DOIs (Digital Object Identifiers) enable unique, persistent identification for objects as an important part of the open research infrastructure that helps to make research and scholarly communication more FAIR (Findable, Accessible, Interoperable, and Reusable). If your organization is thinking about using DataCite DOIs, or if you’re just getting started, this blog provides an overview of best practices and important considerations to keep in mind as a responsible member of the persistent identifier and open research ecosystem.
DataCite DOI Registration Policy
As a starting point, all organizations creating DataCite DOIs should be aware of DataCite’s DOI registration policy:
- Only assign DOIs to content that your organization has responsibility for (hosted/managed/created at your organization).
- Only assign DOIs to unique content - do not assign DOIs to content already published somewhere else with a DOI.
- Please check copyright before assigning a DOI.
- DOIs must resolve to a publicly available landing page. The underlying content does not need to be publicly available but the metadata must be open.
- Update DOI metadata if it changes over time.
You will need to make sure your organization can adhere to this policy prior to creating DataCite DOIs.
DataCite DOI Metadata
DOIs must resolve to a public landing page that contains information about the object, with instructions on how to access the object itself. Every DOI must have a minimum amount of mandatory metadata describing the object that the DOI is assigned to, including: Creator(s), Title, Publisher, Publication year, and Resource type. DataCite DOIs can be assigned to many different types of resources, ranging from datasets to audio-visual materials, images, collections, gray literature, software, publications, data management plans, and more. See the latest version of the DataCite metadata schema for a complete list of resource types and metadata fields that can be associated with a DOI. The more metadata included in a DOI, the more useful the DOI will be towards making research and scholarly materials more FAIR: Findable, Accessible, Interoperable, and Reusable in accordance with the FAIR Principles.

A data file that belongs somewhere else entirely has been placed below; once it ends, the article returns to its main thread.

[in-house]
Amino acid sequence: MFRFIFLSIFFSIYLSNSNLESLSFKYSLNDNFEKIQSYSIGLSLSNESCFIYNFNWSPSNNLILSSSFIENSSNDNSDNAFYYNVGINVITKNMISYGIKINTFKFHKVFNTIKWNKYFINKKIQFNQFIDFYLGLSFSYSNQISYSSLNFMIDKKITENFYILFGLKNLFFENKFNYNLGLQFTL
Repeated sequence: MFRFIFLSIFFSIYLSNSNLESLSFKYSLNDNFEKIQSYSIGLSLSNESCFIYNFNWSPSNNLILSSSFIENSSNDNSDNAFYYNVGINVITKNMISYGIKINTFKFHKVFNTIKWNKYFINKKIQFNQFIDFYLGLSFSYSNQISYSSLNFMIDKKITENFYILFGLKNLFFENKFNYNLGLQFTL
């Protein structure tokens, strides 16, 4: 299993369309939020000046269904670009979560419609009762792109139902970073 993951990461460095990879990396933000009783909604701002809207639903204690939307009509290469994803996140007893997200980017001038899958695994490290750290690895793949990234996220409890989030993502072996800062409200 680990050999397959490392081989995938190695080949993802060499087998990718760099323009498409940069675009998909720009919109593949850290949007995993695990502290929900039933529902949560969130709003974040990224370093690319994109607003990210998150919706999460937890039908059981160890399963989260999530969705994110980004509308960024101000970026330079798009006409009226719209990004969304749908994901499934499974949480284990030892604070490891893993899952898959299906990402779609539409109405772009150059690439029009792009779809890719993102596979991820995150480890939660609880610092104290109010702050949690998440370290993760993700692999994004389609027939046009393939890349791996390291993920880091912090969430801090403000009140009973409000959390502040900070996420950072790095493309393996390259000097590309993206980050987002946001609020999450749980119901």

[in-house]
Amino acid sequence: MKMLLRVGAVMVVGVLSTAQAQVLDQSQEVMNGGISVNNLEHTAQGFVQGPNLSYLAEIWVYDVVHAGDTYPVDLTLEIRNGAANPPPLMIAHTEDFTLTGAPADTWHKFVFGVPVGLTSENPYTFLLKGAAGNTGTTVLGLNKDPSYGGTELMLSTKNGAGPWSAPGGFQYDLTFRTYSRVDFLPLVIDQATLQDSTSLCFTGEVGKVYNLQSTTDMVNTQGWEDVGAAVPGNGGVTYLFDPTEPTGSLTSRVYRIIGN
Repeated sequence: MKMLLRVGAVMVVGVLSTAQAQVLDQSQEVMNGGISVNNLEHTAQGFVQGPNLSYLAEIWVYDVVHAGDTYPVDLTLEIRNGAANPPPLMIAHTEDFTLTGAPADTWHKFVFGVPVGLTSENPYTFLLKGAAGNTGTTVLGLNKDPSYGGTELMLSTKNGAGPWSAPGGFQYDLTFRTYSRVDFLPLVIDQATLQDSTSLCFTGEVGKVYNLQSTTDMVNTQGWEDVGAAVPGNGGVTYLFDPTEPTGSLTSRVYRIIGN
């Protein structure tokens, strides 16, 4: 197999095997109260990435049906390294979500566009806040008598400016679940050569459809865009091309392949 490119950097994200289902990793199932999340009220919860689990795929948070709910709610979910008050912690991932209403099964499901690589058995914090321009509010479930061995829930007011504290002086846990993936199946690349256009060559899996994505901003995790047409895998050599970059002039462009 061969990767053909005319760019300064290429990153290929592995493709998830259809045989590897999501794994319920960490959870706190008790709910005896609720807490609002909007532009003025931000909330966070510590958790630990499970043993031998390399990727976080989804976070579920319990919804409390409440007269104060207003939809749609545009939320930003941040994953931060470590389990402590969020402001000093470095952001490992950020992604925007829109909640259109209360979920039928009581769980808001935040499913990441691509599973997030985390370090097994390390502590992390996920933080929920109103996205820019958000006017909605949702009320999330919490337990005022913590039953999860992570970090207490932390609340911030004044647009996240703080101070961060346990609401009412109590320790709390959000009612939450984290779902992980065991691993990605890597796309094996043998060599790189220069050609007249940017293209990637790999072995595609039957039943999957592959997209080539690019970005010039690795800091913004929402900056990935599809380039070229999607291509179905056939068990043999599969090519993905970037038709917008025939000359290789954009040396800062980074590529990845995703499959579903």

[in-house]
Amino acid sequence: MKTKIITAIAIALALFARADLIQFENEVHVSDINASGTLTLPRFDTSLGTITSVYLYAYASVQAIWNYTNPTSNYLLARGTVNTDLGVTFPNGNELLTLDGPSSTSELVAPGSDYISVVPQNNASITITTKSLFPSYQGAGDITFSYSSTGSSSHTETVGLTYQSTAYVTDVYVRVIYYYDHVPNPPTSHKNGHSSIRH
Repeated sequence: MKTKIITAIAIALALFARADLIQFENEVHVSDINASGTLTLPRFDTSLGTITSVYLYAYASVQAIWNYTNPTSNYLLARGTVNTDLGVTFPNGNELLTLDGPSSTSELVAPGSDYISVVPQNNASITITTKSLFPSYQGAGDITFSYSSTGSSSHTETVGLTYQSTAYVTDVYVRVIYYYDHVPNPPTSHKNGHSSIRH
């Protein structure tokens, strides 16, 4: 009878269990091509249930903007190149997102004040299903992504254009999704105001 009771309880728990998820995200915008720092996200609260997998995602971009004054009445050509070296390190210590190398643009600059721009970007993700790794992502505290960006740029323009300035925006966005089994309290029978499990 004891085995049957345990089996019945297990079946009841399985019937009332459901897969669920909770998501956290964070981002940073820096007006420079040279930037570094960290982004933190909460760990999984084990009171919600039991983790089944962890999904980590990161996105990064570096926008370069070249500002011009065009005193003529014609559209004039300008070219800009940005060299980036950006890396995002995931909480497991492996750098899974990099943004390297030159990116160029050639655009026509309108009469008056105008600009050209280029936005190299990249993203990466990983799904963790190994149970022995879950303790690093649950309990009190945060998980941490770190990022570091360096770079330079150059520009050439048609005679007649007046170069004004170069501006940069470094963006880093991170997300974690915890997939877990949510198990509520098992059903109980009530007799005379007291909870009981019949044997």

Other Persistent Identifiers (PIDs) should be included in DOI metadata in order to persistently connect objects with their creator(s), affiliated organizations, related objects, and funding for the object’s creation, if applicable. These other identifiers should be included in DOI metadata as follows:
- Use ORCID iDs to identify individuals (creators and contributors)
- Use ROR IDs to identify research organizations (as affiliations, creators and contributors, and funders)
- Use DOIs, or other identifiers, to indicate relationships between objects (using the Related Identifiers field)
- Use Crossref Funder IDs or ROR IDs to identify funding organizations
- Use Crossref Grant DOIs or award URIs to identify funding awards and grants supporting the object
Once a DOI is registered, the metadata behind the DOI can be changed as needed, especially the URL or location of the landing page that the DOI needs to resolve to. It is especially important to make sure the URL associated with the DOI remains accurate, as well as generally keeping DOI metadata up to date. If multiple versions of a resource exist, each version can have its own DOI, with all of the versions’ DOIs linked together via the Related Identifiers metadata field.
Just as DOIs should enable a persistent way to find an object, the objects for which DOIs are created should also be persistent. While it is possible to assign a DOI to a physical object, most DOIs are assigned to digital objects. Either way, preservation of these objects is a key part of maintaining the integrity of DOIs. Any digital object that a DOI is assigned to should be part of a digital preservation program to ensure that the object itself continues to be accessible over time.
Digital preservation programs should ideally allow for three digital copies on different media formats, stored in different geographical areas, with regular bit-checks to check for bit integrity. There are several digital preservation solutions available, but some of the open source options include: DuraCloud, Archivematica, and LOCKSS. For resources to learn more about digital preservation best practices, please see:
- NDSA Levels of Digital Preservation
- Digital Preservation Coalition’s Digital Preservation Handbook
- Theory & Craft of Digital Preservation (Pre-Print) by Trevor Owens